These are welcome measures – but the new environment law is too focused on recycling. It doesn’t fix the problems caused by the most environmentally damaging forms of waste – like the plastics shed from vehicle tyres or our clothes via reduction and reuse. It encourages government to tackle plastics through a the one-item-at-a-time approach (like the plan to start with just wet wipes and picnic items). It’s just not fast enough.  

This law should've guaranteed a target to reduce all types of plastic pollution and included less visible ones, like microplastics. Despite their small size, they’re estimated to make up over half of the UK’s plastic pollution. Without an overarching plastic reduction target  plastic fragments will continue to be swallowed by fish, seabirds and other animals, and in turn enter the human food chain. 

This law requires government to set at least one target to cut waste and use resources better by the end of 2022. Let’s make sure they set a plastics reduction target and take the Prime Minister’s advice: “recycling doesn’t work” and “we've all got to cut down our use of plastic”.

4. Our appalling air quality is being addressed too little too late

Air pollution contributes to up to 36,000 early deaths a year. Campaigners like Rosamund, the mum of 9-year-old Ella Kissi- Debrah, on whose tragic early death a coroner concluded:  “Ella died of asthma contributed to by exposure to excessive air pollution”, have been campaigning to get decent air pollution targets in the new law.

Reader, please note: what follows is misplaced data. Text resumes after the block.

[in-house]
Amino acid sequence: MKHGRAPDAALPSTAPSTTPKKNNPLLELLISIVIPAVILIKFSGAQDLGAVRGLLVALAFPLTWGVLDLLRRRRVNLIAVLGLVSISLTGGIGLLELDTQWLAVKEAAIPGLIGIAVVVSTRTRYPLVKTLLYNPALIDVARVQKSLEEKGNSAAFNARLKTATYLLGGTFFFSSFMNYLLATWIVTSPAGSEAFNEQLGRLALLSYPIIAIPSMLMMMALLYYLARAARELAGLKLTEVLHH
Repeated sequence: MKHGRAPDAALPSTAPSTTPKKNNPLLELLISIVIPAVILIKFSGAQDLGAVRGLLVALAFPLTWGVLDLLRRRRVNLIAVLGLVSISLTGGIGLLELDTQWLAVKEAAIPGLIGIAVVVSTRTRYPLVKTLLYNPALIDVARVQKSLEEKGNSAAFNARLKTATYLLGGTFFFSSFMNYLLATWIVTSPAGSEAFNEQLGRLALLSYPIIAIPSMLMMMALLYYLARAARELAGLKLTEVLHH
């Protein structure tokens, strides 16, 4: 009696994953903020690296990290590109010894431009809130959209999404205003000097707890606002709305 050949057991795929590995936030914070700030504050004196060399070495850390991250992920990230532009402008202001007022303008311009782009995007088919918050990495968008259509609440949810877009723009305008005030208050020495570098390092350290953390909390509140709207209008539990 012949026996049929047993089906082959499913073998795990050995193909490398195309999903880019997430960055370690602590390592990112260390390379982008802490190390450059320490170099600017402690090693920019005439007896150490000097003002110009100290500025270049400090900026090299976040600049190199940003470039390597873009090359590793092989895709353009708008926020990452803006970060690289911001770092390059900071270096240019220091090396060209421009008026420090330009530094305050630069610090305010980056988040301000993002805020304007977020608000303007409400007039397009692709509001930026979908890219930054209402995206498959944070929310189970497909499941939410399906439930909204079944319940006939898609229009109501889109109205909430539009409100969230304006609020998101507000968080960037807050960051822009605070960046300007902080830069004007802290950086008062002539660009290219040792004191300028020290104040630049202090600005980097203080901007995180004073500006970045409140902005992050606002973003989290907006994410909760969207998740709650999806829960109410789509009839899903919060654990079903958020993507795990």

The government plans to meet its target on the concentration of the most health-damaging fine Particulate Matter air pollution not till 2040, but Rosamund, Friends of the Earth and others say this must be met by 2030 at the latest. And even that must now be just an interim target, as the World Health Organisation has recently updated its guidelines, which need to be met as soon as possible.

Without tougher air pollution targets more young lungs will suffer with unacceptably bad air, as well as putting people at more risk of strokes, heart attacks and lung cancer.

5. There are a lot of loopholes

For every positive commitment in this new law, there's a loophole that needs fixing. Examples include:

  • A new requirement for companies to stop deforestation in their supply chains only targets those who cut down trees illegally, not those contributing to the legal deforestation of our rainforests.
  • A new duty for ministers to consider how their policies could damage or better support the environment doesn’t apply to the treasury of the Ministry of Defence.
  • The government won’t need to deliver on the targets set in 2022 for a massive 15 years.

This is an environment law of two halves – with ambitious potential but weak accountability. It could have guaranteed a brighter future for nature in the UK and beyond, but instead it still contains the potential to let our environmental laws go backwards, and future governments weasel out of action.